Martha’s story inspired my interest in the history of recovery not only by revealing that this outcome of illness was thought to be possible in early modern England, but by showing that descriptions of getting better have the potential to shine light into practically every corner of life in the past. In times of health, people were often too busy to remark on such things as breakfast routines and bodily sensation; in severe sickness, they were usually too unwell to be able to do so. But, the transformation from sickness to health propelled all the normally unnoticed facets of human existence to the forefront of people’s minds and personal writings. What an exciting prospect for the social historian!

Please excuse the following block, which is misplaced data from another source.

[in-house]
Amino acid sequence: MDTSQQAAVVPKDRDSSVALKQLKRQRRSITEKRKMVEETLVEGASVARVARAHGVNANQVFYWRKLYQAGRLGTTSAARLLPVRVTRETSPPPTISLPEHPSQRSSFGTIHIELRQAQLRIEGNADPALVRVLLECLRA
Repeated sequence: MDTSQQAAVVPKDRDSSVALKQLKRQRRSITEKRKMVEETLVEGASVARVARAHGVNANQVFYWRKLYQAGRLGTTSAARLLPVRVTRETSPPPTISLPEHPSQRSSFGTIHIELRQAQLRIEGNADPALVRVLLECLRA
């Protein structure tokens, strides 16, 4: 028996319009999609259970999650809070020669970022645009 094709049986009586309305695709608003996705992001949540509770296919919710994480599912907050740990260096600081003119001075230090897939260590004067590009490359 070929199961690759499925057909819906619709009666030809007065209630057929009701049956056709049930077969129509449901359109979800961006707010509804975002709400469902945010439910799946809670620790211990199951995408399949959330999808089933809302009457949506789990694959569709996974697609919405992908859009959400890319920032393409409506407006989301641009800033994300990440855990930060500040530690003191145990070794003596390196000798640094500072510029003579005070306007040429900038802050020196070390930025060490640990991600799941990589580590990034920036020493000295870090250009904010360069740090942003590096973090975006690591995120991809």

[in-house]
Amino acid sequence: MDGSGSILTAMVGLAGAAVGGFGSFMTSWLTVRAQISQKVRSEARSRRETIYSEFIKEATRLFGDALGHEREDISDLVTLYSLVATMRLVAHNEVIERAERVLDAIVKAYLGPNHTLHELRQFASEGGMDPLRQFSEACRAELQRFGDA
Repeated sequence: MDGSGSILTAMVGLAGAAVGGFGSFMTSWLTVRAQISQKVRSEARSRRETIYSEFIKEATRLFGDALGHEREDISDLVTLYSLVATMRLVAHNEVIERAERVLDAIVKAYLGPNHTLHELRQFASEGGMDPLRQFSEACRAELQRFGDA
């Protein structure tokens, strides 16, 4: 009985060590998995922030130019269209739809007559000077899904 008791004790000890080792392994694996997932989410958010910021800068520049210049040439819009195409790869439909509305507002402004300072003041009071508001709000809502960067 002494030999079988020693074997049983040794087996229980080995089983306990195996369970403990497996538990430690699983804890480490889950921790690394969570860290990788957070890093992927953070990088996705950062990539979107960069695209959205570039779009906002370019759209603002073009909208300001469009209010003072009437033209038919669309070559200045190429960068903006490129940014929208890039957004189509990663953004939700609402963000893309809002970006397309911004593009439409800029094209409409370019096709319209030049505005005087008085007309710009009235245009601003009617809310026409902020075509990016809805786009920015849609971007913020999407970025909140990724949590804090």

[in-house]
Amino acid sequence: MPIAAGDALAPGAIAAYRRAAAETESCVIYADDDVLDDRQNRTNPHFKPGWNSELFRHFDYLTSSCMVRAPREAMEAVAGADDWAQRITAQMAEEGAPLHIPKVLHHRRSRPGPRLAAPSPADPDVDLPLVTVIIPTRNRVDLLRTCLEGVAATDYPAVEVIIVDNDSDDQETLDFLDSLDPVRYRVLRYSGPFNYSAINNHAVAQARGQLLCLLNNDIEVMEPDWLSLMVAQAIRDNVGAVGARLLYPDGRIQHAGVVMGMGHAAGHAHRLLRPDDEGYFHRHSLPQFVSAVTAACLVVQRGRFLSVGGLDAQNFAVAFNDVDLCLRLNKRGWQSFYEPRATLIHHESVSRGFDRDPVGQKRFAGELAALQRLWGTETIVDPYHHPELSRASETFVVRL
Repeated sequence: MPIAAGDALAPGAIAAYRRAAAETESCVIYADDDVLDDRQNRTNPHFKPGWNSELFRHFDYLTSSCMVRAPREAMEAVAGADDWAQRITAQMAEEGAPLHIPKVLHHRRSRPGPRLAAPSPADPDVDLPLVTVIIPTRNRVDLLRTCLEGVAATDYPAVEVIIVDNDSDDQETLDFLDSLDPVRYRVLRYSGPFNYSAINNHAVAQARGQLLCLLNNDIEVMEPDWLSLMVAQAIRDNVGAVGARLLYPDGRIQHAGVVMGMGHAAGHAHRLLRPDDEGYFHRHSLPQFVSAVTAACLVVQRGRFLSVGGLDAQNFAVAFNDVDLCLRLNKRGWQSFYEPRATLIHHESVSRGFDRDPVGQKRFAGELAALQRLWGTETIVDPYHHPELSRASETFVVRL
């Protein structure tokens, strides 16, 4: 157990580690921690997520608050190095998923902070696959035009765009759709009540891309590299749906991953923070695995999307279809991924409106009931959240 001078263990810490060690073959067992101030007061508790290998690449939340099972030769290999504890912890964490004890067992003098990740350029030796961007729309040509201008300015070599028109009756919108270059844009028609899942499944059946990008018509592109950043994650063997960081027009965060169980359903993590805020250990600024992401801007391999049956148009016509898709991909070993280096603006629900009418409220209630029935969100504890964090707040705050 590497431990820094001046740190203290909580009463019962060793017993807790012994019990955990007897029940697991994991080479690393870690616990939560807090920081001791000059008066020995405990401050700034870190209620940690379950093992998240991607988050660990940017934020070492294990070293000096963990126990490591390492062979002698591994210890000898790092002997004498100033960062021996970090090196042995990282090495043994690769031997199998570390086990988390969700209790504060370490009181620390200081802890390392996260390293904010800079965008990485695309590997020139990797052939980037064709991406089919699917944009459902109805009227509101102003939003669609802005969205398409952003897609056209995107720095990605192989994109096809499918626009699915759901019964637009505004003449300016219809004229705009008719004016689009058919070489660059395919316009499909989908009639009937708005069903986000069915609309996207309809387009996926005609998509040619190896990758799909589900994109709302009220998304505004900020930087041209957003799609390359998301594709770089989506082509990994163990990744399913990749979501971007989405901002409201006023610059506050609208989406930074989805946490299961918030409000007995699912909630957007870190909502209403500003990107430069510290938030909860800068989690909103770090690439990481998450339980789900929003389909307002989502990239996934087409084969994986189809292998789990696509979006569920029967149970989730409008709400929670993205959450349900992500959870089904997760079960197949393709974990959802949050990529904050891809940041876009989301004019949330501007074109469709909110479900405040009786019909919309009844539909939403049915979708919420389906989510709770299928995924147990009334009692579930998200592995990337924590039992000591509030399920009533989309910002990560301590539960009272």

For patients like Martha, recovery was a “happie motion” from anguish to elation, a trajectory marked and measured by a number of key milestones, such as sleeping through the night, eating solid foods, and standing unaided. At the heart of this experience was contrast. Robert Harris, a clergyman from Oxfordshire, described getting better as a transformation from “sicknesse to health…from sadnesse to mirth, from paine to ease, from prison to libertie, from death to life.” Patients enjoyed the blissful ease of abated pain, and cherished the freedom and sociability that came after a spell in the “lonely prison” of the sickchamber. They took pleasure in being able to carry out simple actions, which prior to illness would have generated no comment. Claver Morris, a Dorset doctor, recorded that after his fever in 1720, “I got up…and put on everything excepting my shoose, & completely dress’d myself in 2 minutes, by my wife[’]s watch!” Recovery was also a deeply spiritual experience, since it was believed to be ordained by God. Ultimately, the clue to the experience of recovery lies in the word itself: the verb “recover” means to re-possess. Patients re-possessed not just their physical faculties and ease, but all the other things they loved about life of which they had been deprived during sickness, such as visiting friends and strolling in the fields.